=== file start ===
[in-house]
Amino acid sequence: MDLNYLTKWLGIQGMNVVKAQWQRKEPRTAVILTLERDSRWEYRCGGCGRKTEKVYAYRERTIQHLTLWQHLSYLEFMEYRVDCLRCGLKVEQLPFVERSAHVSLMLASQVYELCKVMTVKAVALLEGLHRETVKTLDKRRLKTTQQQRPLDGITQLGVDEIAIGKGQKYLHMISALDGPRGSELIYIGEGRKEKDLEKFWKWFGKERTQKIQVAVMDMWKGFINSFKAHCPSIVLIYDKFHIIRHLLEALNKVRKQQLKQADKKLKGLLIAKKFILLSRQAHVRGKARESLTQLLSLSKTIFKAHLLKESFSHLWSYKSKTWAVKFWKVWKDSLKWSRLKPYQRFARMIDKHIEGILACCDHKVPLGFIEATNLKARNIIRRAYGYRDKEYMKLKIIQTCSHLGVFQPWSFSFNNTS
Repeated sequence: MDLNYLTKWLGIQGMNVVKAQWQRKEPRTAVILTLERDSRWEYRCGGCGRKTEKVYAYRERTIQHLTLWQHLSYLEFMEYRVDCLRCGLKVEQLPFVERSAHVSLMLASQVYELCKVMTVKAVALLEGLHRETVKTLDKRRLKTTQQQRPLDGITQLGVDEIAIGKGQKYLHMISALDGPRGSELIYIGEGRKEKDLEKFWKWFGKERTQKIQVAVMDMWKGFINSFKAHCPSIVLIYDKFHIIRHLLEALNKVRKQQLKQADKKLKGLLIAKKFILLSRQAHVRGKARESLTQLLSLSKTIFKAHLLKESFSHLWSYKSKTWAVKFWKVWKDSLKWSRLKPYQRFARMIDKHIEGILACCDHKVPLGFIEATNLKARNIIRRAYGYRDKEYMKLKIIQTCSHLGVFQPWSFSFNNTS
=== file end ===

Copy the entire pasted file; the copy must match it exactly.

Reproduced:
[in-house]
Amino acid sequence: MDLNYLTKWLGIQGMNVVKAQWQRKEPRTAVILTLERDSRWEYRCGGCGRKTEKVYAYRERTIQHLTLWQHLSYLEFMEYRVDCLRCGLKVEQLPFVERSAHVSLMLASQVYELCKVMTVKAVALLEGLHRETVKTLDKRRLKTTQQQRPLDGITQLGVDEIAIGKGQKYLHMISALDGPRGSELIYIGEGRKEKDLEKFWKWFGKERTQKIQVAVMDMWKGFINSFKAHCPSIVLIYDKFHIIRHLLEALNKVRKQQLKQADKKLKGLLIAKKFILLSRQAHVRGKARESLTQLLSLSKTIFKAHLLKESFSHLWSYKSKTWAVKFWKVWKDSLKWSRLKPYQRFARMIDKHIEGILACCDHKVPLGFIEATNLKARNIIRRAYGYRDKEYMKLKIIQTCSHLGVFQPWSFSFNNTS
Repeated sequence: MDLNYLTKWLGIQGMNVVKAQWQRKEPRTAVILTLERDSRWEYRCGGCGRKTEKVYAYRERTIQHLTLWQHLSYLEFMEYRVDCLRCGLKVEQLPFVERSAHVSLMLASQVYELCKVMTVKAVALLEGLHRETVKTLDKRRLKTTQQQRPLDGITQLGVDEIAIGKGQKYLHMISALDGPRGSELIYIGEGRKEKDLEKFWKWFGKERTQKIQVAVMDMWKGFINSFKAHCPSIVLIYDKFHIIRHLLEALNKVRKQQLKQADKKLKGLLIAKKFILLSRQAHVRGKARESLTQLLSLSKTIFKAHLLKESFSHLWSYKSKTWAVKFWKVWKDSLKWSRLKPYQRFARMIDKHIEGILACCDHKVPLGFIEATNLKARNIIRRAYGYRDKEYMKLKIIQTCSHLGVFQPWSFSFNNTS